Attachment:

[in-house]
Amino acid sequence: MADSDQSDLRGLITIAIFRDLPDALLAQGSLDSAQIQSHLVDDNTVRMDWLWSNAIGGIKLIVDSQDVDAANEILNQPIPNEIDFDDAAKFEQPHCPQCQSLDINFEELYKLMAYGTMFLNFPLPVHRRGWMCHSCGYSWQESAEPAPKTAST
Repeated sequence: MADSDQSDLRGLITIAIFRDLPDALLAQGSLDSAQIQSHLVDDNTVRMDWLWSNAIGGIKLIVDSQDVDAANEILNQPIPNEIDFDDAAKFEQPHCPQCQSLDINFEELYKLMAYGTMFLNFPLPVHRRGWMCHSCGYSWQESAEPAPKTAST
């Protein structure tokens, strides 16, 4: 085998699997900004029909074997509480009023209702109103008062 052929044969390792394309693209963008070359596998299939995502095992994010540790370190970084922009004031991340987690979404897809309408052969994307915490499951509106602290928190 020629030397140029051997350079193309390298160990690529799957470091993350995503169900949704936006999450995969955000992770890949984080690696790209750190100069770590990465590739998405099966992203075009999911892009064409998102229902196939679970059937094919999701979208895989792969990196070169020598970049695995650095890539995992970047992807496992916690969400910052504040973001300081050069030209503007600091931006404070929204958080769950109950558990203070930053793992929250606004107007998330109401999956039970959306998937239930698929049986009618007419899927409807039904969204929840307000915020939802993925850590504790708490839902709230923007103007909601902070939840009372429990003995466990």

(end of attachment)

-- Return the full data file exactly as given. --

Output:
[in-house]
Amino acid sequence: MADSDQSDLRGLITIAIFRDLPDALLAQGSLDSAQIQSHLVDDNTVRMDWLWSNAIGGIKLIVDSQDVDAANEILNQPIPNEIDFDDAAKFEQPHCPQCQSLDINFEELYKLMAYGTMFLNFPLPVHRRGWMCHSCGYSWQESAEPAPKTAST
Repeated sequence: MADSDQSDLRGLITIAIFRDLPDALLAQGSLDSAQIQSHLVDDNTVRMDWLWSNAIGGIKLIVDSQDVDAANEILNQPIPNEIDFDDAAKFEQPHCPQCQSLDINFEELYKLMAYGTMFLNFPLPVHRRGWMCHSCGYSWQESAEPAPKTAST
């Protein structure tokens, strides 16, 4: 085998699997900004029909074997509480009023209702109103008062 052929044969390792394309693209963008070359596998299939995502095992994010540790370190970084922009004031991340987690979404897809309408052969994307915490499951509106602290928190 020629030397140029051997350079193309390298160990690529799957470091993350995503169900949704936006999450995969955000992770890949984080690696790209750190100069770590990465590739998405099966992203075009999911892009064409998102229902196939679970059937094919999701979208895989792969990196070169020598970049695995650095890539995992970047992807496992916690969400910052504040973001300081050069030209503007600091931006404070929204958080769950109950558990203070930053793992929250606004107007998330109401999956039970959306998937239930698929049986009618007419899927409807039904969204929840307000915020939802993925850590504790708490839902709230923007103007909601902070939840009372429990003995466990």